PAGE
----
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Venice 2011. Victor Kossakovsky's "¡Vivan las antipodas!"

A "brightly original and, for once, entirely positive take on the planet Earth."

"For ¡Vivan las Antipodas!, [Victor] Kossakovsky came up with the brilliant idea of drawing straight lines through the center of the earth — each one about 12,756 kilometers, or 7,962 miles, long — and recording what was going on at both ends of them." The result, writes Roderick Conway Morris for the International Herald Tribune, is "a series of extraordinary and haunting scenes and wonderfully observed images of the diurnal rhythms of humanity and nature."

"Subject matter and cinematic experimentation merge coherently," blogs Guido Bonsaver for Sight & Sound, "since the theme licenses Kossakovsky to invent original compositions and camera movements to convey the rotundity of the earth, and the similarity of far-flung places as diverse as downtown Shanghai and a Patagonian wasteland, or as spookily similar (even in terms of their animal and human presences) as a Hawaiian island and its antipode in Botswana."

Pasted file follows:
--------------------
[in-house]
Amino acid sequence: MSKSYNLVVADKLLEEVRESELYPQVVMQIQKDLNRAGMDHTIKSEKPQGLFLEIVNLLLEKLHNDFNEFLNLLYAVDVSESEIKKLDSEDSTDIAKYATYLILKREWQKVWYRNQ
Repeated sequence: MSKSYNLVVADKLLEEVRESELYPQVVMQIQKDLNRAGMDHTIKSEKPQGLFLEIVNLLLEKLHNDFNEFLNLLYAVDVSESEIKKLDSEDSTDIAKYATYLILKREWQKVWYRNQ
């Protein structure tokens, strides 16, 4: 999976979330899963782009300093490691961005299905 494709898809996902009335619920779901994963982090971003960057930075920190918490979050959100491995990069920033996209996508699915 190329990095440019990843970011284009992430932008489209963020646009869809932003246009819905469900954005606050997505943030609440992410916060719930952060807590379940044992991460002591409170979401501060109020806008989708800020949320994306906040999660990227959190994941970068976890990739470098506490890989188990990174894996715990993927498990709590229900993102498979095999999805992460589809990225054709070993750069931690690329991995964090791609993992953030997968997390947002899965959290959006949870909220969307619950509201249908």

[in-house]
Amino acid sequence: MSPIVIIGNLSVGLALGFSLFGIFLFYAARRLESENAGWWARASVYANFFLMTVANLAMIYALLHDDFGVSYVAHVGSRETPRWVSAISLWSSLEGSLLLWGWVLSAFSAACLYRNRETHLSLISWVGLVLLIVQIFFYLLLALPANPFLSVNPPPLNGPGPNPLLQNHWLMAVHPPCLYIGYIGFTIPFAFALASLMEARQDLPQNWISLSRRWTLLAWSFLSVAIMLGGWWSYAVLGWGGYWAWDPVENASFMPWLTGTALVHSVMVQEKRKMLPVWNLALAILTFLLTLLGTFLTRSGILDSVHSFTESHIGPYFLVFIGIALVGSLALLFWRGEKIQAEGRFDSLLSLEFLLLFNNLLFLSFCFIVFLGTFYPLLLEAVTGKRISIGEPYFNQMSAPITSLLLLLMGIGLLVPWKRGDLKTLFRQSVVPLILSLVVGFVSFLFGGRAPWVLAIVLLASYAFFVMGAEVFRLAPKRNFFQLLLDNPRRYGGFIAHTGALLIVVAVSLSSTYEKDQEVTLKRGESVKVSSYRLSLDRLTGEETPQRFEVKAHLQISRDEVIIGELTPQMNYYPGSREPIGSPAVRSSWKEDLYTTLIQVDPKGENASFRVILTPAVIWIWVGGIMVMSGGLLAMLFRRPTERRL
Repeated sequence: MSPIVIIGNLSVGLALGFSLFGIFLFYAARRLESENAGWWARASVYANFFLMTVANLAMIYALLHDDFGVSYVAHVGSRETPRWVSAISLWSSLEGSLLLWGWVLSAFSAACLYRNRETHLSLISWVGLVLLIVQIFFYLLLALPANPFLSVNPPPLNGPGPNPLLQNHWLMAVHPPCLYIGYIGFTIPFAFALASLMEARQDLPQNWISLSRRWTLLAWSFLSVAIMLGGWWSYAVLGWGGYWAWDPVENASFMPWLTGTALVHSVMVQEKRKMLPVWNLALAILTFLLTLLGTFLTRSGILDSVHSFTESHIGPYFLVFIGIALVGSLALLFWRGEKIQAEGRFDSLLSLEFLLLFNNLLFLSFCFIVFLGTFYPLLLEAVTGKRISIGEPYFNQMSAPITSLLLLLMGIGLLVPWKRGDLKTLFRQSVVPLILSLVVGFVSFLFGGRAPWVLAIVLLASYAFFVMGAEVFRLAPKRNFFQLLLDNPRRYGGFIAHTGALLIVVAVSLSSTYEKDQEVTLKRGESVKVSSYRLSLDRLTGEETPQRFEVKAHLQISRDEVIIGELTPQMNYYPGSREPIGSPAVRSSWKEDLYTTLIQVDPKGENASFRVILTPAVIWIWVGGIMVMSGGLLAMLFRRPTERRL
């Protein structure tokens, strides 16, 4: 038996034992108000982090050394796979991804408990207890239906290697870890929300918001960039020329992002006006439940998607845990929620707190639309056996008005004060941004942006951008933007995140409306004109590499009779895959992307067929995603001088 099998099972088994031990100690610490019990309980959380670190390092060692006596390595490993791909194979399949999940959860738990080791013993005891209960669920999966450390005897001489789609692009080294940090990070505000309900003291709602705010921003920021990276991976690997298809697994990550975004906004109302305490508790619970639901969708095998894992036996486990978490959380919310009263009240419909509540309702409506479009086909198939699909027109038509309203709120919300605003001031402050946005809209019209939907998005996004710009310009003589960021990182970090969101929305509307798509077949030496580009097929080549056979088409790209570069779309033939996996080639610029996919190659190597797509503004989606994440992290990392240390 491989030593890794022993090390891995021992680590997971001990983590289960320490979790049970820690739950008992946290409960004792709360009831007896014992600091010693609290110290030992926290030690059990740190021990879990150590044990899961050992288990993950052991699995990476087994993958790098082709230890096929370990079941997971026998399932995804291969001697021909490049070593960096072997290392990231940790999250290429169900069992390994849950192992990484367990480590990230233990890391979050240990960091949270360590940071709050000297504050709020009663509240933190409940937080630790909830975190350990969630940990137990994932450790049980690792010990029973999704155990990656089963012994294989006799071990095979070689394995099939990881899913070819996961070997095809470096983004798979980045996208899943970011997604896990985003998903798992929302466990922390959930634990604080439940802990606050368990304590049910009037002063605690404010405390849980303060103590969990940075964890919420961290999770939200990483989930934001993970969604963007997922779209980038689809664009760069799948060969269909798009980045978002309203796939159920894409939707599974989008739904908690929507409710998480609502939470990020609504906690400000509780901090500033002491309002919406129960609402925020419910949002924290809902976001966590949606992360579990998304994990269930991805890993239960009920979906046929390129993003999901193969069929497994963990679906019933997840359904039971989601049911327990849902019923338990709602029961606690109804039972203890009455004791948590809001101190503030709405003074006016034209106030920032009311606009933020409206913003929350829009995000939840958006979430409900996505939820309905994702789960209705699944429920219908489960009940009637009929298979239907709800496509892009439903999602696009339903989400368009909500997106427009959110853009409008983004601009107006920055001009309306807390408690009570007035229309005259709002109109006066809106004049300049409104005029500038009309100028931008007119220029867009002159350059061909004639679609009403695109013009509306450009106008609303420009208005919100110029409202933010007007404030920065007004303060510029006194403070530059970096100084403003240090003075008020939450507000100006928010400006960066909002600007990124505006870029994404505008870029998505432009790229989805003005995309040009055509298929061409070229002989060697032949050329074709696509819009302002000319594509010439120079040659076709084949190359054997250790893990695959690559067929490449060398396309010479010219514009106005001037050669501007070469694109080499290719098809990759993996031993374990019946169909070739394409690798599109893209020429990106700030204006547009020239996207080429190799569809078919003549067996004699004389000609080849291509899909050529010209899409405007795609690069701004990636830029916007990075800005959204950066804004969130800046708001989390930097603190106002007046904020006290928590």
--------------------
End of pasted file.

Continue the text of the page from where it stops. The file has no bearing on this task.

It's a "brightly original and, for once, entirely positive take on the planet Earth," writes Deborah Young in the Hollywood Reporter. "It would be hard to choose the film’s most exotic and awe-inspiring location, but Big Island, Hawaii with its fields of burning black lava is certainly a candidate, while no less surprising is its antipodes of Kubu, Botswana where a woman calmly observes herds of elephants, giraffes and lions from her village kiosk."

"Stringent-minded viewers may detect a sentimental, we-are-the-world message in all of this," grants Leslie Felperin in Variety, "but that's not such a bad message to put across, and if it's intended, it's done with a light and tender touch. Music by Alexander Popov errs a bit on the bombastic side, and perhaps three antipodes rather than four would have been enough, but Kossakovsky's visuals are so bewitching, all can be forgiven."

 



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